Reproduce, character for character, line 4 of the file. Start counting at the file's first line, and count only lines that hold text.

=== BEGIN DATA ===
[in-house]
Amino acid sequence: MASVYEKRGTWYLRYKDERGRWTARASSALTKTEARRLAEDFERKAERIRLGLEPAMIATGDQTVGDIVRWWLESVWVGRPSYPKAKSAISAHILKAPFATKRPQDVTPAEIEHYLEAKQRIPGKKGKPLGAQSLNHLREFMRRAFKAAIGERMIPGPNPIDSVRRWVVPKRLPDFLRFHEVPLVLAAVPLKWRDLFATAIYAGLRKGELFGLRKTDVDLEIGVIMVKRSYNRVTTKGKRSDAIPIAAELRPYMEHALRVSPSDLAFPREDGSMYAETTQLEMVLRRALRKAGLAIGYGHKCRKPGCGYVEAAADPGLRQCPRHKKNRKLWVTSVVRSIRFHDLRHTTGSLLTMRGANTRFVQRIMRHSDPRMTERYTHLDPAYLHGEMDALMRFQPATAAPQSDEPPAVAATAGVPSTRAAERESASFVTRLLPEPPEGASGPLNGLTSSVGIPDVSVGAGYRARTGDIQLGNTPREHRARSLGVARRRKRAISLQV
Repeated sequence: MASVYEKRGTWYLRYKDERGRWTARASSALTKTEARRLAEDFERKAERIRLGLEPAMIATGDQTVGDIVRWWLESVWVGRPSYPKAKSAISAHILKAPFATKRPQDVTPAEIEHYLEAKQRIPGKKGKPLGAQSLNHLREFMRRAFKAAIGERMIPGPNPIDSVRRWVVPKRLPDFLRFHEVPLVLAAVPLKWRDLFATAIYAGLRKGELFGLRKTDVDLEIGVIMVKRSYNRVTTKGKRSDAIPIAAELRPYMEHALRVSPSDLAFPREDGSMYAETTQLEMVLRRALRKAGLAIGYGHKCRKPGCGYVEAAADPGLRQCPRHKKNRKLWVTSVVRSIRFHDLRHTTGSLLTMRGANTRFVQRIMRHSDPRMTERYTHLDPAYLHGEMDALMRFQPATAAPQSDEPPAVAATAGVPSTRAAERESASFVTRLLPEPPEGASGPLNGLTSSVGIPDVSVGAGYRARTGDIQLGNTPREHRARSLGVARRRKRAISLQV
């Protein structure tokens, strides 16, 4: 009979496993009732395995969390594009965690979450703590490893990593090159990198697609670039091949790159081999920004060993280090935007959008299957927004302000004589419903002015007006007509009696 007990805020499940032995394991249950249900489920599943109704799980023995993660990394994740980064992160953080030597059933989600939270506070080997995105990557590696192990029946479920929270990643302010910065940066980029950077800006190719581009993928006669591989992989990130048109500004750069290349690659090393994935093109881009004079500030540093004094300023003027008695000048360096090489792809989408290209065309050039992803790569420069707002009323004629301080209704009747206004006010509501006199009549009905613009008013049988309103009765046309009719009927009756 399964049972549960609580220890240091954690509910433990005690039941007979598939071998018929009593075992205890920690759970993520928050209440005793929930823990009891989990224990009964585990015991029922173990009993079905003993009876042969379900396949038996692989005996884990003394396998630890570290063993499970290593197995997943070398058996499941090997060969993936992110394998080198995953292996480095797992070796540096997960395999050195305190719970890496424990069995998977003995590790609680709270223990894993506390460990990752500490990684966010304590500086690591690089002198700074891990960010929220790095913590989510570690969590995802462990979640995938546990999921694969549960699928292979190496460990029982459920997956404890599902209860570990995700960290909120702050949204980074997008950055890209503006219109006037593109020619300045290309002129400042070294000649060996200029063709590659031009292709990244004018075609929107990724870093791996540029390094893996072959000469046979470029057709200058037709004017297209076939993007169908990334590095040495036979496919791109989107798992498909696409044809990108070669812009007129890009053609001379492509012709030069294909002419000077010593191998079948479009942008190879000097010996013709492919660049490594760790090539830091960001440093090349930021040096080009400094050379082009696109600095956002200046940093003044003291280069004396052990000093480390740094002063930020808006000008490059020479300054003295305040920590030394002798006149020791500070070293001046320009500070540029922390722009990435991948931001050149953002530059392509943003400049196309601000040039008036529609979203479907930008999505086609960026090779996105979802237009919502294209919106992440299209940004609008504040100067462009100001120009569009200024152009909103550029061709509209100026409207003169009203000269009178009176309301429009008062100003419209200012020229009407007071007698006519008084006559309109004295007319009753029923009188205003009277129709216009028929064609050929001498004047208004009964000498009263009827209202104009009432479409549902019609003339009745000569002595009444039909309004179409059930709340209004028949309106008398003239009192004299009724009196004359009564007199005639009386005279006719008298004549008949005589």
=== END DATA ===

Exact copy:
């Protein structure tokens, strides 16, 4: 009979496993009732395995969390594009965690979450703590490893990593090159990198697609670039091949790159081999920004060993280090935007959008299957927004302000004589419903002015007006007509009696 007990805020499940032995394991249950249900489920599943109704799980023995993660990394994740980064992160953080030597059933989600939270506070080997995105990557590696192990029946479920929270990643302010910065940066980029950077800006190719581009993928006669591989992989990130048109500004750069290349690659090393994935093109881009004079500030540093004094300023003027008695000048360096090489792809989408290209065309050039992803790569420069707002009323004629301080209704009747206004006010509501006199009549009905613009008013049988309103009765046309009719009927009756 399964049972549960609580220890240091954690509910433990005690039941007979598939071998018929009593075992205890920690759970993520928050209440005793929930823990009891989990224990009964585990015991029922173990009993079905003993009876042969379900396949038996692989005996884990003394396998630890570290063993499970290593197995997943070398058996499941090997060969993936992110394998080198995953292996480095797992070796540096997960395999050195305190719970890496424990069995998977003995590790609680709270223990894993506390460990990752500490990684966010304590500086690591690089002198700074891990960010929220790095913590989510570690969590995802462990979640995938546990999921694969549960699928292979190496460990029982459920997956404890599902209860570990995700960290909120702050949204980074997008950055890209503006219109006037593109020619300045290309002129400042070294000649060996200029063709590659031009292709990244004018075609929107990724870093791996540029390094893996072959000469046979470029057709200058037709004017297209076939993007169908990334590095040495036979496919791109989107798992498909696409044809990108070669812009007129890009053609001379492509012709030069294909002419000077010593191998079948479009942008190879000097010996013709492919660049490594760790090539830091960001440093090349930021040096080009400094050379082009696109600095956002200046940093003044003291280069004396052990000093480390740094002063930020808006000008490059020479300054003295305040920590030394002798006149020791500070070293001046320009500070540029922390722009990435991948931001050149953002530059392509943003400049196309601000040039008036529609979203479907930008999505086609960026090779996105979802237009919502294209919106992440299209940004609008504040100067462009100001120009569009200024152009909103550029061709509209100026409207003169009203000269009178009176309301429009008062100003419209200012020229009407007071007698006519008084006559309109004295007319009753029923009188205003009277129709216009028929064609050929001498004047208004009964000498009263009827209202104009009432479409549902019609003339009745000569002595009444039909309004179409059930709340209004028949309106008398003239009192004299009724009196004359009564007199005639009386005279006719008298004549008949005589």